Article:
Point of Concern: How could Ethiopia’s dam dispute escalate?
The conflict over the dam has some colonial era undertones dating as far back as between 1882 and 1956.
• ISAAC KALEDZI
KENYA: The conflict over the construction of the Grand Ethiopian Renaissance Dam, known as GERD, on the Blue Nile river has dragged on for 12 years. Ethiopia has failed to find an amicable solution with the two neighboring downstream countries of Egypt and Sudan, who say the dam threatens to cut off their water supply. But Ethiopia sees the dam as a boon for economic development in a country where half the 120 million citizens live without power. There was a fresh outcry by Egypt in mid-September after Ethiopia announced that it had finished the fourth and final phase of filling the GERD reservoir.
Ethiopia’s announcement came just a fortnight after the three countries resumed negotiations — after a lengthy break — on an agreement which takes into account the water needs of all three. Some experts stressed the importance of settling the dam dispute sooner rather than later, warning that a prolonged spat could pose serious threats to the wider region. Fidel Amakye Owusu, an African conflict resolution expert, told DW that the disputing neighbors should work to resolve their differences as a matter of urgency to avoid an escalation to possible direct clashes between nations.
But Dr. Yakob Arsano, a former negotiator and Nile basin analyst, told DW that Ethiopia expects to continue its activities on the dam without the conflict being resolved. “As far as I understand, the water-filling process for the construction of the dam shows that the fourth round has been filled with water. The construction of the dam and its water filling capacity will continue,” he said.
Ethiopia in 2010 first announced plans to build a dam on the Blue Nile to supply Ethiopia and its neighbors with more than 5,000 megawatts of electricity. Egypt raised concerns at the time — escalating it to the UN and the African Union (AU) for resolution. But Ethiopia said that the dam designs had already been completed. In 2011, Ethiopia laid the cornerstone for the new dam to kick off construction work on the project, offering to share construction schemes with Egypt amid the conflict.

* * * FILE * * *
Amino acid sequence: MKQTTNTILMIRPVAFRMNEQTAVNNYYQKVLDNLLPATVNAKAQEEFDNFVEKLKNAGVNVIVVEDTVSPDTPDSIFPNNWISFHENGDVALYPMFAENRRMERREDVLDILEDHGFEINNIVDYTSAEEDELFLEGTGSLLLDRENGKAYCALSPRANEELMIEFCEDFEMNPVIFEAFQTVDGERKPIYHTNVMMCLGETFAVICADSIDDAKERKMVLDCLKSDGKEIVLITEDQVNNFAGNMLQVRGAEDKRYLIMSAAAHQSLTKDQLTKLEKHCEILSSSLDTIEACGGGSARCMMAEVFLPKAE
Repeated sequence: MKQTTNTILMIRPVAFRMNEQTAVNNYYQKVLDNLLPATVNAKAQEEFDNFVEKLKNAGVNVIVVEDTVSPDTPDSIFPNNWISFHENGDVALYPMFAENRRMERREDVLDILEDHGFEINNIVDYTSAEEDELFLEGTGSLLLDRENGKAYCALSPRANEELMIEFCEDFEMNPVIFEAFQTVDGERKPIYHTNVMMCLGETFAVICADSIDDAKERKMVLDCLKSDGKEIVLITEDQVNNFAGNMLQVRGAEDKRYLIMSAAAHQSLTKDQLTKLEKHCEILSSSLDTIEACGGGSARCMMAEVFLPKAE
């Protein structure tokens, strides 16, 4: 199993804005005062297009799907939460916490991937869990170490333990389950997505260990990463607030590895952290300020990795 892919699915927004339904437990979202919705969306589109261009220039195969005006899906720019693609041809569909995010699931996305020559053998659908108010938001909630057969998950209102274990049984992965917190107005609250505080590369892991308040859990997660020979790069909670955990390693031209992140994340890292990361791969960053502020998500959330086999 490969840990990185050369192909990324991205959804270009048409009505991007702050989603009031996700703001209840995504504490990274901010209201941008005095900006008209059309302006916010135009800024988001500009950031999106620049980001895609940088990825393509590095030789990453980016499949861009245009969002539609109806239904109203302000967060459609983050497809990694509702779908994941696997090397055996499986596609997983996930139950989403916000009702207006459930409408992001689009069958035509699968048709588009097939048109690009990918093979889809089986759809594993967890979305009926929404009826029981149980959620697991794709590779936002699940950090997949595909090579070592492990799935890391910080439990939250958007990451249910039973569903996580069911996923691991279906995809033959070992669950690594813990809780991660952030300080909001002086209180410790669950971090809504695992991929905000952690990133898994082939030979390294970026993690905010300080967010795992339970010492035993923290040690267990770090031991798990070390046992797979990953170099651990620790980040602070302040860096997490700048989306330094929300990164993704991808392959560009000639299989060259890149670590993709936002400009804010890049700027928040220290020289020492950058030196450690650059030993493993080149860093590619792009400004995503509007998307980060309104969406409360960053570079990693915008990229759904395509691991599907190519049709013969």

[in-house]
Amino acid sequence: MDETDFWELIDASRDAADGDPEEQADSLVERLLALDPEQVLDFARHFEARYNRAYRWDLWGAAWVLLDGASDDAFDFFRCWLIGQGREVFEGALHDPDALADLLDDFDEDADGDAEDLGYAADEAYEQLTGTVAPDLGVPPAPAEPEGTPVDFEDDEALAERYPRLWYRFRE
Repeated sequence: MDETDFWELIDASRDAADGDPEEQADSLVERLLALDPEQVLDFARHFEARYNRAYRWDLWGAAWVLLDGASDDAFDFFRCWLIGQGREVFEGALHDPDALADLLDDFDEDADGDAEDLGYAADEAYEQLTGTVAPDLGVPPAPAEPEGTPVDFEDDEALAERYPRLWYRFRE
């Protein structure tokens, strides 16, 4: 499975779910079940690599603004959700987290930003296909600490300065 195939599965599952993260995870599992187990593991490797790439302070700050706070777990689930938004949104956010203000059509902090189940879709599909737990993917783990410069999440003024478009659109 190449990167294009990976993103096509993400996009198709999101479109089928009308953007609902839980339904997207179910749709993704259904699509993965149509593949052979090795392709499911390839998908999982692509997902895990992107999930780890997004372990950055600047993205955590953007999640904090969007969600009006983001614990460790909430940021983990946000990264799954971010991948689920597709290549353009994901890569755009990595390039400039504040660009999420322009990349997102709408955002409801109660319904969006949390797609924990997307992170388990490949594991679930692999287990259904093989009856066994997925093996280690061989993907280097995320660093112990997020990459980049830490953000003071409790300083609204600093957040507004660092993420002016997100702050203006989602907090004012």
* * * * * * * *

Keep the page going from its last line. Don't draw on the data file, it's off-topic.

The first meeting of the tripartite technical committee including the water ministers of Egypt, Sudan and Ethiopia took place same year. When Ethiopia diverted the Nile to build the dam in 2013, Egypt decided to negotiate. Talks resumed between Ethiopia, Egypt and Sudan. In 2014, the establishment of a committee of expert resulted in the so-called Malabo Declaration that guaranteed Ethiopia would develop the dam while reducing potential impact on Egypt.
Egypt, Sudan and Ethiopia in 2015 signed an agreement in Khartoum to resolve differences between the three countries. The deal was signed so that technical impact studies on the dam could be carried out. Continued negotiations failed in 2017, but resumed in 2018. There had not been much progress between then and 2021, when the African Union stepped in.
However, talks sponsored by the AU in April 2021 — which the bloc had hoped would result in a deal — also failed, resulting in the process being suspended.
Negotiations resumed in August 2023 after Egypt and Ethiopia said in July that they hoped to reach a deal within four months. The conflict over the dam has some colonial era undertones dating as far back as between 1882 and 1956. “During the colonial days and especially in the early 20th century, there was this agreement that was signed between the colonial masters,” Owusu said, specifically when Egypt was occupied by Britain. That agreement covered former colonies in eastern Africa, including Uganda, Kenya and Tanzania, all of whom who all depend on the Nile.